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Pagan Christs, by John M. Robertson, [1911], at

§ 6. The Cannibal Sacrament.

Given such a modification, however, we have to reckon with a tendency that is seen to have been chronic in religious history—the tendency, namely, to revert to a foreign or archaic form of sacrifice or mystery in times of national disaster and uncertainty. 3 It is expressed alike in the Roman resort to eastern and Egyptian Gods

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in times of desperate war, in the revival or preservation of the cults of subdued races, 1 in the multiplication of magical rites for decaying civilisations, and in the chronic reversion during times of excitement to palmistry and other modes of fortune-telling. 2 And that the idea of religious anthropophagy prevailed in the early Christian world is obvious from the central ritual of the cult, where the formulas: "Take eat, this is my body"; "Drink ye all of it, for this is my blood," cannot conceivably be other than adaptations from a mystery ritual in which a sacrificed God so spoke by the mouth of his priest. 3 In the fourth gospel we have an amplification in the same sense, the act of symbolical anthropophagy or theophagy being made the means to immortality:—

I am the bread of life......I am the living bread, which came down out of heaven: if any man eat of this bread, he shall live for ever: yea, and the bread which I will give is my flesh, for the life of the world......Except ye eat the flesh of the Son of Man and drink his blood, ye have not life in yourselves. He that eateth my flesh and drinketh my blood hath eternal life; and I will raise him up at the last day. For my flesh is true meat, and my blood is true drink. He that eateth my flesh and drinketh my blood abideth in me, and I in him4

The very repetitions are ritualistic; we have them in the ritual of the Khonds, and in the ritual of the pre-Christian Mexicans. 5 And there is another curious parallel in a certain ritual of Dahome, where, with all the stress of human sacrifice, cannibalism occurred in one set of cases only—those killed by lightning, a death "which renders sepulture, as among the Romans, unlawful." In these cases the official "wives" of the Thunder-God place the body upon a platform, cut from it lumps which they chew without eating, crying to passers-by: 'We sell you meat, fine meat, come and buy.'" 6

Now, the eucharist stands both in the myth and in the nature of the cult in the closest relation to the act of human sacrifice; and to explain the latter without reference to the former is to miss part of the problem. For the compilers of the fourth gospel, as we have noted, the Crucified One is the final and universal paschal sacrifice, being slain at the time of the paschal lamb-eating, whereas in the

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synoptics he had previously partaken thereof. And that this conception existed among the Judæo-Christists before the gospels were written is clear from the book of Revelation, where we have a Judaic writer of the early days of the Gentile schism 1 identifying Jesus with the Alpha and the Omega = the Almighty, and at the same time with "the Lamb that was slain," and that has seven horns and eyes, like the symbol of Mithra, the slain God actually appearing as a Lamb in the vision. Thus in the Jesuine eucharist, as in so many others, there is embodied the primitive countersense of the God eating himself, in that the sacred or sacrificial animal which he eats is his own manifestation. There could not well occur in respect of the lamb the further myth-evolution seen in some other cults, as in that of the goat-eating Dionysos, where "we have the strange spectacle of a God sacrificed to himself on the ground that he is his own enemy." But the primary principle is the same: whether through totemism or through an early application of the zodiacal principle, making the spring sacrifice consist in a lamb because the Sun is then in the constellation of the Ram-Lamb, the lamb stands for the God; and "as the God is supposed to partake of the victim offered to him, it follows that, when the victim is the God's own self, the God eats of his own flesh." 2 In the gospel legend this happens by a double necessity, inasmuch as the God must found his own eucharist before his death.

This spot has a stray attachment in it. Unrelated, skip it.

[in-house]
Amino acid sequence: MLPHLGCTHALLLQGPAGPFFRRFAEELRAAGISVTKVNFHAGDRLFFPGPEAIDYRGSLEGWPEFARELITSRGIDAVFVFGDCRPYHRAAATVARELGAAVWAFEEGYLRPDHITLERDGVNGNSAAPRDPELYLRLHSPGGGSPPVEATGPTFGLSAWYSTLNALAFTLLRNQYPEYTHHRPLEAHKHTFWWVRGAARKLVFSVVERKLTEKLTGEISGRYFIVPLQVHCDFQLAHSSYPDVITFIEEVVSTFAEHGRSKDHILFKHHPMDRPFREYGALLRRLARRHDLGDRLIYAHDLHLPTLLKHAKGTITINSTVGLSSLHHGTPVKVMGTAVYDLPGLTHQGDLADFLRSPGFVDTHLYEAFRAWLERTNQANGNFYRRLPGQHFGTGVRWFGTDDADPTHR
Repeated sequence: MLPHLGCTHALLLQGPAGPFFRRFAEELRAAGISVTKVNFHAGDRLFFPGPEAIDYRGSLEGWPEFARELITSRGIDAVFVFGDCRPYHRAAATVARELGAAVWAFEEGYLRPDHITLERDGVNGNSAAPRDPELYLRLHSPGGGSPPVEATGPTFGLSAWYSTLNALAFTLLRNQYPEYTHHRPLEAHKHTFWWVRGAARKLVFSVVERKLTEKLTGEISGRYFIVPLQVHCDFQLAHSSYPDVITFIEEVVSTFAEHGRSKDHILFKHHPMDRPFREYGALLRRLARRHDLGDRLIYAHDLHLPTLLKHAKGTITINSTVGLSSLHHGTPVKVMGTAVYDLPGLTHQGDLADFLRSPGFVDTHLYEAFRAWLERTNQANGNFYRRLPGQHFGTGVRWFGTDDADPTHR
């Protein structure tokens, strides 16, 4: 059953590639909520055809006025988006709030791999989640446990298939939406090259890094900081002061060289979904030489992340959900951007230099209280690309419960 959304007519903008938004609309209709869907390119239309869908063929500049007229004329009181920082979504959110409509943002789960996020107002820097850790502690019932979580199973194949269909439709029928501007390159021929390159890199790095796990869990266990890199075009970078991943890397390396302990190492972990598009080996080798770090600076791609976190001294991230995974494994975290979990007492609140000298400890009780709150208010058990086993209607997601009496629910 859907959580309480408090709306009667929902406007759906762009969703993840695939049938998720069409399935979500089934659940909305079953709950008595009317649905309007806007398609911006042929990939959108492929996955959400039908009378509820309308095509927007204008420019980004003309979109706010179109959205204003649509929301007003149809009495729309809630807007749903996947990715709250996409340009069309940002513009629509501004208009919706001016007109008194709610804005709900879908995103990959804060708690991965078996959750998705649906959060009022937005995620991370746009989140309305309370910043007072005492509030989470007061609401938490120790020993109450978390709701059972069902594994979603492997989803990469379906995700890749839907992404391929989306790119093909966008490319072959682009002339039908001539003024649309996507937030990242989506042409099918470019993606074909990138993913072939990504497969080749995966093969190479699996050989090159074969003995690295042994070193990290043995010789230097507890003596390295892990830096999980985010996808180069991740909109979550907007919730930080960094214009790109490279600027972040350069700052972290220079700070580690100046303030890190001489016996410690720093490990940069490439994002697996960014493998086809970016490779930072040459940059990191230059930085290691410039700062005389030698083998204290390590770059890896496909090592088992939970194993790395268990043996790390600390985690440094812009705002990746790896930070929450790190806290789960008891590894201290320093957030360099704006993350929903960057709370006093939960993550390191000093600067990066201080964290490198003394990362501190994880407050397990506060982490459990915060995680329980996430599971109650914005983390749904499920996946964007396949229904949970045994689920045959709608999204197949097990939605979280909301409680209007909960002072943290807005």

It was doubtless by way of refining upon the earlier practice of flesh-eating that in the synoptics the God is made to call the bread his flesh; though in the course of the supper he presumptively ate of the prescribed flesh of his special symbol and representative, the lamb. In the same way the Mithraists, whose God was symbolised by both the bull and the lamb, had a sacred meal of bread and wine and one of bread and water, though the God is normally figured as slaying the bull, and a lamb was at certain times eaten in the mysteries. 3 So in the mystical eucharist of the Egyptians, wherein the divine beings "eat the God Bah [God of the water-flood] and drink the drink offerings," 4 the "cakes and ale" so constantly mentioned in the funeral ritual clearly stand for bread and wine as symbolising flesh and blood, the cakes being made of white grain, and the ale from red grain. 5 The worshippers of Dionysos inferribly did the same when his worship was linked to that of Dêmêtêr or Ceres, the Corn-Goddess, and in his cult in turn the wine was

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mixed with water. 1 But it is on record that though some Christian worshippers in the second century and later, whether imitating the Mithraists or proceeding on general ascetic principles, substituted water for wine in the normal sacrament (a mixture of wine and water being the common usage), 2 an actual lamb was in many churches anciently sacrificed and eaten at Easter, and that when that usage ceased a baked image of a lamb was substituted. 3 And vestiges of both customs survive to this day in the practice of the Catholics of Italy, wherein an actual body of a lamb as well as a confectionery image is blessed by the priest, with the Easter eggs, and sometimes bread. 4